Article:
Smart Cities Challenge Final Proposal

Chapter 9 – Implementation phase requirements

March 5, 2019

 

Chapter 9 – Implementation phase requirements
 
This chapter requires you to identify and provide the plans for meeting applicable municipal, provincial, and federal reporting and legislative and policy requirements, should you be selected as a winner.
 

These requirements are:

  • Duty to Consult with Indigenous groups: The common law duty to consult is based on judicial interpretation of the obligations of the Crown (federal, provincial and territorial governments) in relation to potential or established Aboriginal or Treaty rights of the Indigenous peoples of Canada, recognized and affirmed in section 35 of the Constitution Act, 1982 . In Canada, the duty to consult with and accommodate with Indigenous peoples arises when the Crown contemplates actions or decisions that may affect an Indigenous person’s Aboriginal or Treaty rights. The Duty to Consult is a constitutional duty that invokes the Honour of the Crown and it must be met. The duty is triggered at a low threshold: all that is required is contemplated Crown conduct resulting in a potential adverse impact to a credible claim. In addition to fulfilling legal obligations to engage with modern treaty holders and self-governing Indigenous groups, finalists may also consult on the basis of the Duty to Consult or as a good governance practice.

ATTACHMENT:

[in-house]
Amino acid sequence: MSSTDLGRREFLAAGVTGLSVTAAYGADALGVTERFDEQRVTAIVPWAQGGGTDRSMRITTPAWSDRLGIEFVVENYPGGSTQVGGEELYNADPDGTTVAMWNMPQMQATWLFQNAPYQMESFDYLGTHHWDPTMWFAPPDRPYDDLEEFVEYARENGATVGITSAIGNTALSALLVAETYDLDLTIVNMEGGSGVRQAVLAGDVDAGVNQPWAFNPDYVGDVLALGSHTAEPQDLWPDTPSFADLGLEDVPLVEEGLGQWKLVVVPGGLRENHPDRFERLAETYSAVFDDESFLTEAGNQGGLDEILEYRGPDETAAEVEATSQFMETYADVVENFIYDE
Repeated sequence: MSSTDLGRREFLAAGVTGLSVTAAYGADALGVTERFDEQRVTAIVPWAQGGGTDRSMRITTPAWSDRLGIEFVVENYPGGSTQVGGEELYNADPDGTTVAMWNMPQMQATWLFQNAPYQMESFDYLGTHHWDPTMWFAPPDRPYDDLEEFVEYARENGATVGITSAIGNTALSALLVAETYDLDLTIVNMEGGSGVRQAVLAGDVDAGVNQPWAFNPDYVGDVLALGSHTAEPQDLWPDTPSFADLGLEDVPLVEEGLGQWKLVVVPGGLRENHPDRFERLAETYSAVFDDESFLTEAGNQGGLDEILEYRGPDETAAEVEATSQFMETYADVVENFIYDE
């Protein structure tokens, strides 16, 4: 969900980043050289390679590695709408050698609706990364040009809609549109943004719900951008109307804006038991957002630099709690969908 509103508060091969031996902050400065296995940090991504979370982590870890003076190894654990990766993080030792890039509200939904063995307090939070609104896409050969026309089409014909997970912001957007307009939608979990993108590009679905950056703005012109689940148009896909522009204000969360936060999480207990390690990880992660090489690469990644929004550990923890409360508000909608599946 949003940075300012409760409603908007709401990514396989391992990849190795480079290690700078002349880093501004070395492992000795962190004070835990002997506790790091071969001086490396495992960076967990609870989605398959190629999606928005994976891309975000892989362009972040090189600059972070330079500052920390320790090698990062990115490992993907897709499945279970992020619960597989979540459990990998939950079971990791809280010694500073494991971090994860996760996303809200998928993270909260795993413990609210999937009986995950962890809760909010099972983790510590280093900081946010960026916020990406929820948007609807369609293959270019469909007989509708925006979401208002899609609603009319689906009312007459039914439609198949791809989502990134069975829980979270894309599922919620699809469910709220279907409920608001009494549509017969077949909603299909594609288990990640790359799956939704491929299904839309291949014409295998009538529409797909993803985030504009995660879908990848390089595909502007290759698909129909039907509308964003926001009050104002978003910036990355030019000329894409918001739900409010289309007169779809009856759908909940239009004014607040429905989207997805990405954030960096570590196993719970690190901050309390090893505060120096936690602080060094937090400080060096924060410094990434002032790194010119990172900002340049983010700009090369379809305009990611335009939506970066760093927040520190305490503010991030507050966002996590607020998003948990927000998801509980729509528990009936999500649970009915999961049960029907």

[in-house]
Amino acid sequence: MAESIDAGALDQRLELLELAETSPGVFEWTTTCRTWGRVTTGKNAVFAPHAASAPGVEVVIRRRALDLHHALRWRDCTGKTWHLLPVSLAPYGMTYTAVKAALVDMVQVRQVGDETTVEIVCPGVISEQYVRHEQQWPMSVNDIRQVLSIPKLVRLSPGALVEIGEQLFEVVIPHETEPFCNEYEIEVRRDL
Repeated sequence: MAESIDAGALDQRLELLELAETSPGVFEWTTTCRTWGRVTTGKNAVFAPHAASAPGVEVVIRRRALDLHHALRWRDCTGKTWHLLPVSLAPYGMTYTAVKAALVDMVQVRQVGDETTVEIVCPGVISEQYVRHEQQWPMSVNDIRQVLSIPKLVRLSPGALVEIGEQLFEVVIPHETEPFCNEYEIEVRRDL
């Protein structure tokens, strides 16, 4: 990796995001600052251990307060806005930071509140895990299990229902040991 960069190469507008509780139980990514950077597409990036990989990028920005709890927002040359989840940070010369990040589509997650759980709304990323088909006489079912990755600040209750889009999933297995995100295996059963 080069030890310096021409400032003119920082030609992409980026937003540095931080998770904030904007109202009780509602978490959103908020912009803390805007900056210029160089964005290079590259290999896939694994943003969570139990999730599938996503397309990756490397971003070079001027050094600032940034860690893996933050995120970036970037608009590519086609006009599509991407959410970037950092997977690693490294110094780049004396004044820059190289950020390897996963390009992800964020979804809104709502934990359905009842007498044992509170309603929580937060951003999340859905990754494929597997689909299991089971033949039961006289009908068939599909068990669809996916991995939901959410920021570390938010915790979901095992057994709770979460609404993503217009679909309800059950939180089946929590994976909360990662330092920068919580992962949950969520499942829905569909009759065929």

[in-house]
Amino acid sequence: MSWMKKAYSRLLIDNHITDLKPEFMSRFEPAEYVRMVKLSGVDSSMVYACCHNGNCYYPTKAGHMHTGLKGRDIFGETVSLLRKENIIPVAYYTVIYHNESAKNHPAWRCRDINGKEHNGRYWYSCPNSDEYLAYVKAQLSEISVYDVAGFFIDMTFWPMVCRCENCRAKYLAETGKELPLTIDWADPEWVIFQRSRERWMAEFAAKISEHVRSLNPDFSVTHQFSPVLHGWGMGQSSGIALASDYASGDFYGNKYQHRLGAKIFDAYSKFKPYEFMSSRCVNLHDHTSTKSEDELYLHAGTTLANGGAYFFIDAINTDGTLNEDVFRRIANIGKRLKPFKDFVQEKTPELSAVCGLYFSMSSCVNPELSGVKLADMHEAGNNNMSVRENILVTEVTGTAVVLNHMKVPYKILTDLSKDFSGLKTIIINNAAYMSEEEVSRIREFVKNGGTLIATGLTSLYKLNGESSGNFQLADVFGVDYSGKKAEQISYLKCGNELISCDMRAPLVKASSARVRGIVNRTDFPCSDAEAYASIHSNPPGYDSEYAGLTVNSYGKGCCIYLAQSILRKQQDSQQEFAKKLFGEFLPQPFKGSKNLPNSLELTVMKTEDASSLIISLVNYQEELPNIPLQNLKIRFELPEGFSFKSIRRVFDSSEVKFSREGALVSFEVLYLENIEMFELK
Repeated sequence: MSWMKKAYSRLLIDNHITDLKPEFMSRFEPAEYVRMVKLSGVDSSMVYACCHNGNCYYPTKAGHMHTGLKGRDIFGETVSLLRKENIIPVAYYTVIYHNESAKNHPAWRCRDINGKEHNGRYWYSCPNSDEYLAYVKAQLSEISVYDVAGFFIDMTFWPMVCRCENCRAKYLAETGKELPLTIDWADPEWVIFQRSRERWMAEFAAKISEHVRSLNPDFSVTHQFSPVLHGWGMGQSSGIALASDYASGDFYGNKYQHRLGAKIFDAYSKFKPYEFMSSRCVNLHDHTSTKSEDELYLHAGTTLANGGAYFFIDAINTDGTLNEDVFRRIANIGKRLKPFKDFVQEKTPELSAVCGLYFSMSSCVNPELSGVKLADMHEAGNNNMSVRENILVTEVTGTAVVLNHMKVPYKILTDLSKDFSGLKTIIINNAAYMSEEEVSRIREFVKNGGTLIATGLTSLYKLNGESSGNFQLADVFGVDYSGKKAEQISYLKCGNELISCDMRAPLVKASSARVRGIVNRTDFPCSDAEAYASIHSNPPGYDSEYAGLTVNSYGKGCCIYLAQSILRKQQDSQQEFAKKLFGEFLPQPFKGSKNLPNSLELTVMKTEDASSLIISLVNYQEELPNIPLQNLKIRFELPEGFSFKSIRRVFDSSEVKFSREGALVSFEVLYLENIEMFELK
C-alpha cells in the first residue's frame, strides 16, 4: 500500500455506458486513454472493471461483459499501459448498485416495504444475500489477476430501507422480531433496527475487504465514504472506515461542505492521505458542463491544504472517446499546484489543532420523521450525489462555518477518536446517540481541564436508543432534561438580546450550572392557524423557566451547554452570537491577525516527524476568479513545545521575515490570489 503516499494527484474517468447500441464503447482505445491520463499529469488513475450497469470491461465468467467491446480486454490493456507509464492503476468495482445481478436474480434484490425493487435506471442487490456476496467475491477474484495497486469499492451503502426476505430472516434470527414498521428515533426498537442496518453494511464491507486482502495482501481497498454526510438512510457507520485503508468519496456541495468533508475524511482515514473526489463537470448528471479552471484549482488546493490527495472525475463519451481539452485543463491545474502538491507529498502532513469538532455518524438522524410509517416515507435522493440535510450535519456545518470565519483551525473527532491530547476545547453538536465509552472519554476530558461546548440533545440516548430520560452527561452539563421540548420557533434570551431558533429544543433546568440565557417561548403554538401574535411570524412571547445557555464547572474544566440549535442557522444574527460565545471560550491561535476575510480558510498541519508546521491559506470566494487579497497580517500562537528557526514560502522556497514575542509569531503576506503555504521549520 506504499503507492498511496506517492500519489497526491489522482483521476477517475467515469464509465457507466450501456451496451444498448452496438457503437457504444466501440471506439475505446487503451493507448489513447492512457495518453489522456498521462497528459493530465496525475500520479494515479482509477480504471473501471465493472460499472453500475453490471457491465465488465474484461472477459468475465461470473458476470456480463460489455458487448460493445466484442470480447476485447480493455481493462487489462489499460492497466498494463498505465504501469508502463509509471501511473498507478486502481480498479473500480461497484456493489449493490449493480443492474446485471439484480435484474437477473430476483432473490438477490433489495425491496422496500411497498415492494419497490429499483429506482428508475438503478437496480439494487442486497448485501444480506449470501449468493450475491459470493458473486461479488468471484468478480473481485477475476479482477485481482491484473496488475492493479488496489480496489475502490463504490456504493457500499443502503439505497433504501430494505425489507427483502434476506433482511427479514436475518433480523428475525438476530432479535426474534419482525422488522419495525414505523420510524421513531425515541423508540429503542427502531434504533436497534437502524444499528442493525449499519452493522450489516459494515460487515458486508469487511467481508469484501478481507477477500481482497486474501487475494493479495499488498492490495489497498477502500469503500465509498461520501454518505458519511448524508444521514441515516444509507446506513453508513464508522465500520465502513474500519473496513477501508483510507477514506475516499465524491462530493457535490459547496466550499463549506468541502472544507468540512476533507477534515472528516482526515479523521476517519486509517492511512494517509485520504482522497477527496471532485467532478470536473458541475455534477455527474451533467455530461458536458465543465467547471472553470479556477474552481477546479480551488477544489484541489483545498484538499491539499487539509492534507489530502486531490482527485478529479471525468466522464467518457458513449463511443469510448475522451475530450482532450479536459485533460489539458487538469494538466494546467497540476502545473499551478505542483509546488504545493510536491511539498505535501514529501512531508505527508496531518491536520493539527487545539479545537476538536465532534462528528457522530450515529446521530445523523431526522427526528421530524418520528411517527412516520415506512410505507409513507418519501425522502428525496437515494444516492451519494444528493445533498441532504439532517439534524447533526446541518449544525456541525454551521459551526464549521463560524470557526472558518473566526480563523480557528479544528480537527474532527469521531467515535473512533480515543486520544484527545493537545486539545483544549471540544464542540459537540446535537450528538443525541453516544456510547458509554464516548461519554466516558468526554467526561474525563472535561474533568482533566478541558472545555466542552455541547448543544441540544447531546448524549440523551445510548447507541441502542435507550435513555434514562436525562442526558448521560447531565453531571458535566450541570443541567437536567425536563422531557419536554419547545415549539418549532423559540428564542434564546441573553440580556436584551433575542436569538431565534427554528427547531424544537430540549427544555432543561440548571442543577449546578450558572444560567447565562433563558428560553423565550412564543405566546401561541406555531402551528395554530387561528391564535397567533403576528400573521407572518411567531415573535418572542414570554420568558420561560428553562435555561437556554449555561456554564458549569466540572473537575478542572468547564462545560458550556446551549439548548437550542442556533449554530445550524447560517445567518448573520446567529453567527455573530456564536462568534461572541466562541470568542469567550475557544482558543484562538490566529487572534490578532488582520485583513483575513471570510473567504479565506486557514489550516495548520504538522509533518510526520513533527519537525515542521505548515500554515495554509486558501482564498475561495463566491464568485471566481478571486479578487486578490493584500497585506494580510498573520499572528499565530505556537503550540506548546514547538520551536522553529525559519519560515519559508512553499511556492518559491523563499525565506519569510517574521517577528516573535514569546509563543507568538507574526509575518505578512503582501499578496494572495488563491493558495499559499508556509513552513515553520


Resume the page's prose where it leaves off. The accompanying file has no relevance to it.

• Modern Treaty Obligations: Modern Treaties (also called Land Claim Agreements) are a key component of Canadian nation-building. They advance the shared objective of reconciliation, promote strong and sustainable Indigenous communities, and advance national socio-economic objectives, to the benefit of all Canadians. Treaties are legally binding and constitutionally protected agreements that set out specific rights, benefits and obligations for the signatories. Treaty provisions will vary from treaty to treaty. Treaties and treaty rights also vary depending on the time and circumstances in which they were negotiated.